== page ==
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The concept of light-handed regulation, including light-handed approaches to the regulation of airport services, is discussed. The rationale for the economic regulation of…
The concept of light-handed regulation, including light-handed approaches to the regulation of airport services, is discussed. The rationale for the economic regulation of airport services and the traditional approaches used for economic regulation of airport charges are summarized. The evolution of international practice of light-handed regulation is outlined, including the experience with minimal regulation across monopoly industries in New Zealand and the acceptance of “negotiated settlements” in utility industries in North America. General reasons for moving to light-handed regulation of airports include the disadvantages of the price cap approach in practice and the benefits of facilitating greater negotiation between airports and users. Comparisons are made between alternative approaches to light-handed regulation of airport services, including price and quality of service monitoring, information disclosure regulation and negotiate-arbitrate regulation, approaches that have been applied to airport services in Australia and New Zealand. The role and nature of the incentives under each approach are discussed. The chapter concludes that whether light-handed regulation provides a suitable alternative approach to direct regulation depends on the market circumstances and the design characteristics of the light-handed approach.
This paper seeks to give a review of reasons for believing that the problem of global warming is more urgent than widely assumed, largely following the lead of a recent book by Lovelock. It is argued that increased use of nuclear power is the best course, especially if fusion power can be achieved. A short note is appended referring to a previous discussion of interactions with Islam.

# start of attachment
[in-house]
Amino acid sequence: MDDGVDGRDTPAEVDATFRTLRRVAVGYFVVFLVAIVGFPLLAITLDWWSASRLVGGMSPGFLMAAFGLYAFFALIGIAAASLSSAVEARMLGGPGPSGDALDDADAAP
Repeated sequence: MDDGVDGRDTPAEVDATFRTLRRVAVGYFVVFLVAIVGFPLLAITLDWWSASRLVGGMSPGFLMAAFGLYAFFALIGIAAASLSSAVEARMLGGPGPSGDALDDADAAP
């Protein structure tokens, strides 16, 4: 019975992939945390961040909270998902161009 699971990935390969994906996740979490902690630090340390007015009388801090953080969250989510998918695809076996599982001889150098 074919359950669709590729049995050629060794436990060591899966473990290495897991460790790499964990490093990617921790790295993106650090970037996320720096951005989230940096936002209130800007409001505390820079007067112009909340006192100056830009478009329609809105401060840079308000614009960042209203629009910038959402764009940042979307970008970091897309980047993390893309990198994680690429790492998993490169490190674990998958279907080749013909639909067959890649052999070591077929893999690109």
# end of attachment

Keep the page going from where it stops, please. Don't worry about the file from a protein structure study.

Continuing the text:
This is performed by a review of developments on the internet, especially those of general cybernetic interest.
Global warming poses a real and immediate threat which can be partly offset by increased use of nuclear power.
Increased use of nuclear power is not only warranted, but also vital, and achievement of practical fusion power would be an enormous bonus.
Hopefully this is a valuable periodic review.
The purpose of this paper is to explore how localized (organization-level) actors of policy initiatives that are inspired by neoliberal ideologies use management…
The purpose of this paper is to explore how localized (organization-level) actors of policy initiatives that are inspired by neoliberal ideologies use management accounting and control practices. Specifically, it addresses the operational stages of a case study Private Finance Initiative (PFI) contract within the United Kingdom's (UK's) transport sector of roads for embedding government objectives in the underlying project road.
This paper adopts Dean's (2010) analytics of government to unpack the accounting-based control practices within the case study contract in order to articulate how, at the micro level, the government's objective of improving road-users' safety is enacted, modified and maintained through such regimes.
Drawing on a content-based analysis of UK government PFI policy and extensive case study-specific documents, together with interviews and observations, this research provides theoretical insights about how control practices, at a distance without direct intervention, function as forms of power for government for shaping the performance of the PFI contractor. The authors find that the public sector's accounting control regimes in the case study project have a constraining effect on “real partnership working” between the government and private contractors and on the private sector's incentive to innovate.
By analyzing a single road case study PFI contract, the findings may not be generalizable.
This paper provides significant theoretically informed insights about how public service delivery that is outsourced to private contractors is controlled by government at a distance within complex organizational arrangements (e.g. PFI).